Monday, August 24, 2020
Speculating about the future of John Varvatos in the former home of CBGB on the Bowery
The gate remains down at the John Varvatos outpost at 315 Bowery. The shop between First Street and Second Street has been locked up for the past few weeks.
Bowery watchers are speculating about what might be happening with the address, considered hallowed ground by some for being the home of CBGB from 1973 to 2006.
First, some background on what has been happening with JV, the menswear designer. According to the retailer's website, all of the brand's locations are currently closed. (The Bowery shop returned on July 2, and stayed opened for several weeks.)
As The Wall Street Journal reported on July 24, John Varvatos was in financial trouble long before the COVID-19 pandemic. The business filed for bankruptcy protection on May 6, with a buyout offer from an affiliate of Lion Capital of London and Los Angeles.
(The Journal article also outlines an Equal Pay Act class-action lawsuit that began in 2017 by female sales associates at the retailer. Earlier this year, the sales associates won a jury verdict in an Equal Pay Act class-action lawsuit. "Varvatos denied discrimination. The jury ruled against the retailer, awarding $1.7 million in legal fees, as well as the $3.5 million in damages.")
In late July, WWD reported that a Lion Capital subsidiary was expected to acquire the bankrupt brand and merge it into the AllSaints portfolio. (AllSaints the British fashion retailer, sells menswear, womenswear apparel, footwear and accessories in more than 230 stores.) Varvatos was also rumored to be leaving the company.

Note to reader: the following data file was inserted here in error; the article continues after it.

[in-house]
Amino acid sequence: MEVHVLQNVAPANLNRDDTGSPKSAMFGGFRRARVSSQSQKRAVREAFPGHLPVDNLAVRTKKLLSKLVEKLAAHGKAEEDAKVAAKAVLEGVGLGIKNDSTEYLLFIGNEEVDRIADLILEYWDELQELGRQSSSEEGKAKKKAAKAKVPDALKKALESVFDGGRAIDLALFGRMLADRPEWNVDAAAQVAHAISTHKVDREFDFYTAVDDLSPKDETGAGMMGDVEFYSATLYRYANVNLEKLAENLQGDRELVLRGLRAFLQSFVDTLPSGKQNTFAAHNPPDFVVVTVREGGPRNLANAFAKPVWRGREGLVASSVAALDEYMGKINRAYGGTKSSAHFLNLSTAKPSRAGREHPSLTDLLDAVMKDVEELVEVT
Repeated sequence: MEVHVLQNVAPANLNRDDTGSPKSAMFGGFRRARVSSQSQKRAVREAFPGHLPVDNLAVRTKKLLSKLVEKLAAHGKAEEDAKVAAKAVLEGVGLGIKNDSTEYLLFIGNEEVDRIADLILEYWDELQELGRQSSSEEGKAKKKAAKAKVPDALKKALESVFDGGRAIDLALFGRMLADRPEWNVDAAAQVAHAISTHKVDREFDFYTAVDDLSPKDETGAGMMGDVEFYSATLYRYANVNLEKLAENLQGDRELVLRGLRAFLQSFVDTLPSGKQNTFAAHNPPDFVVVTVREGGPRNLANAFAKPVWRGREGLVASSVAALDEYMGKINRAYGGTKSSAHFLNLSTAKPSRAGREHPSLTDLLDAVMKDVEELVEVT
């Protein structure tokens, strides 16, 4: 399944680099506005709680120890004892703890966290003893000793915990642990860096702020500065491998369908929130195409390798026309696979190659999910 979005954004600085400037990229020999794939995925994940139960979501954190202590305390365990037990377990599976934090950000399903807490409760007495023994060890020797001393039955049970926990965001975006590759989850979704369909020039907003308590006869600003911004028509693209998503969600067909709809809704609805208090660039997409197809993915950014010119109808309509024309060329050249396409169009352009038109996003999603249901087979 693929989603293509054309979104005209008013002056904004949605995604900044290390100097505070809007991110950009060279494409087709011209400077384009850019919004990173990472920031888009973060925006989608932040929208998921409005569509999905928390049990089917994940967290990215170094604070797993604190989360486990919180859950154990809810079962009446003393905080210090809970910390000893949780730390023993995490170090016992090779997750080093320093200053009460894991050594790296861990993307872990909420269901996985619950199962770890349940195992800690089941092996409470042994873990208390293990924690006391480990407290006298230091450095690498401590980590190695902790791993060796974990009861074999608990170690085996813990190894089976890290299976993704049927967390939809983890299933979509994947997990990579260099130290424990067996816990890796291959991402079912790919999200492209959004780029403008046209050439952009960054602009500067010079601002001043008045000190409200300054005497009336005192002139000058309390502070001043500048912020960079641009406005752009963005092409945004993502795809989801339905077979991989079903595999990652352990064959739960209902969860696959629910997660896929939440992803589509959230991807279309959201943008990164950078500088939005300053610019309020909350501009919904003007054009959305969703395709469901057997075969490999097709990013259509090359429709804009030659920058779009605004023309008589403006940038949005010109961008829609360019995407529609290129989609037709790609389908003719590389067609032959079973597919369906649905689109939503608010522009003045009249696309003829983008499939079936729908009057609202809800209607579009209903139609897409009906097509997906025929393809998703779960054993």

John Varvatos opened here in April 2008... the first tenant since the storied music club shut down on Oct. 15, 2006, after a losing a deal to renew the lease with their landlord, the Bowery Residents' Committee.
JV preserved part of the former CBGB space, keeping parts of the wall with sticker and flyers intact and preserved behind glass inside the shop.
At the time, there was debate about all this. Some were in the "it's-better-than-a-bank-or-a Fuddruckers camp." Others preferred that the old space was gutted rather than turned into a museum alongside $300 Cheap Trick t-shirts. (In 2008, Arturo Vega, creative director for the Ramones, told the Post: "I like it. I'm relieved. We were expecting a drug store in the space. So when I found out it was Varvatos moving in, it was a relief.")
For now, the speculation is on whether JV will ever reopen, and if not, will a AllSaints outpost open in the space, perhaps keeping the CBGB memory alive on the walls?